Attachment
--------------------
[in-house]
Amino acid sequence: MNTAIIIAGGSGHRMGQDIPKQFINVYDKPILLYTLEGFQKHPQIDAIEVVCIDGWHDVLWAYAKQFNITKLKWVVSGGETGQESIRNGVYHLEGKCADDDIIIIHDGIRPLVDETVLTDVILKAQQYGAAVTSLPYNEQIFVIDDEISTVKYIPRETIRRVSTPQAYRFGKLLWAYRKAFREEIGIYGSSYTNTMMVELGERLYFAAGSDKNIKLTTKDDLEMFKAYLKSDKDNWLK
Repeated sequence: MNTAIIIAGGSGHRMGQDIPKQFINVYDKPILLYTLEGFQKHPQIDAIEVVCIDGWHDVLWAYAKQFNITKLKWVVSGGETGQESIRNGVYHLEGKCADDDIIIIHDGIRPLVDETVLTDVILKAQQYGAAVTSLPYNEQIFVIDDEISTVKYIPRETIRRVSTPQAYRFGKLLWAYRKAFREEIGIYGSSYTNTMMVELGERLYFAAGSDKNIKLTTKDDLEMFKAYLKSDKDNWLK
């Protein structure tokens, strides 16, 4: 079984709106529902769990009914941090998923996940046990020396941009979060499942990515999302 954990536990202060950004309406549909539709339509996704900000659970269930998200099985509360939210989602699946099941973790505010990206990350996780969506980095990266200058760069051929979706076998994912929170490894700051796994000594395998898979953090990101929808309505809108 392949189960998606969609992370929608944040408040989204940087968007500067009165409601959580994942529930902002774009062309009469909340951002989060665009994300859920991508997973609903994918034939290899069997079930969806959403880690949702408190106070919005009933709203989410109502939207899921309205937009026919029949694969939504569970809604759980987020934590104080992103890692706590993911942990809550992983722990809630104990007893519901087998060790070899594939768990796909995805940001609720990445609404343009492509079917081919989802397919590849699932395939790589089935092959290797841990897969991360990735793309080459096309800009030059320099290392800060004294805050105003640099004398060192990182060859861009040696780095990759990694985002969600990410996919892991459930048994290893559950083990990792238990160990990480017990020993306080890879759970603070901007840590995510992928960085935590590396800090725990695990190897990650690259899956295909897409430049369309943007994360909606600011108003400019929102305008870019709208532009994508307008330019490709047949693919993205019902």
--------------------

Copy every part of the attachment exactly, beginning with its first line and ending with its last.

[in-house]
Amino acid sequence: MNTAIIIAGGSGHRMGQDIPKQFINVYDKPILLYTLEGFQKHPQIDAIEVVCIDGWHDVLWAYAKQFNITKLKWVVSGGETGQESIRNGVYHLEGKCADDDIIIIHDGIRPLVDETVLTDVILKAQQYGAAVTSLPYNEQIFVIDDEISTVKYIPRETIRRVSTPQAYRFGKLLWAYRKAFREEIGIYGSSYTNTMMVELGERLYFAAGSDKNIKLTTKDDLEMFKAYLKSDKDNWLK
Repeated sequence: MNTAIIIAGGSGHRMGQDIPKQFINVYDKPILLYTLEGFQKHPQIDAIEVVCIDGWHDVLWAYAKQFNITKLKWVVSGGETGQESIRNGVYHLEGKCADDDIIIIHDGIRPLVDETVLTDVILKAQQYGAAVTSLPYNEQIFVIDDEISTVKYIPRETIRRVSTPQAYRFGKLLWAYRKAFREEIGIYGSSYTNTMMVELGERLYFAAGSDKNIKLTTKDDLEMFKAYLKSDKDNWLK
């Protein structure tokens, strides 16, 4: 079984709106529902769990009914941090998923996940046990020396941009979060499942990515999302 954990536990202060950004309406549909539709339509996704900000659970269930998200099985509360939210989602699946099941973790505010990206990350996780969506980095990266200058760069051929979706076998994912929170490894700051796994000594395998898979953090990101929808309505809108 392949189960998606969609992370929608944040408040989204940087968007500067009165409601959580994942529930902002774009062309009469909340951002989060665009994300859920991508997973609903994918034939290899069997079930969806959403880690949702408190106070919005009933709203989410109502939207899921309205937009026919029949694969939504569970809604759980987020934590104080992103890692706590993911942990809550992983722990809630104990007893519901087998060790070899594939768990796909995805940001609720990445609404343009492509079917081919989802397919590849699932395939790589089935092959290797841990897969991360990735793309080459096309800009030059320099290392800060004294805050105003640099004398060192990182060859861009040696780095990759990694985002969600990410996919892991459930048994290893559950083990990792238990160990990480017990020993306080890879759970603070901007840590995510992928960085935590590396800090725990695990190897990650690259899956295909897409430049369309943007994360909606600011108003400019929102305008870019709208532009994508307008330019490709047949693919993205019902």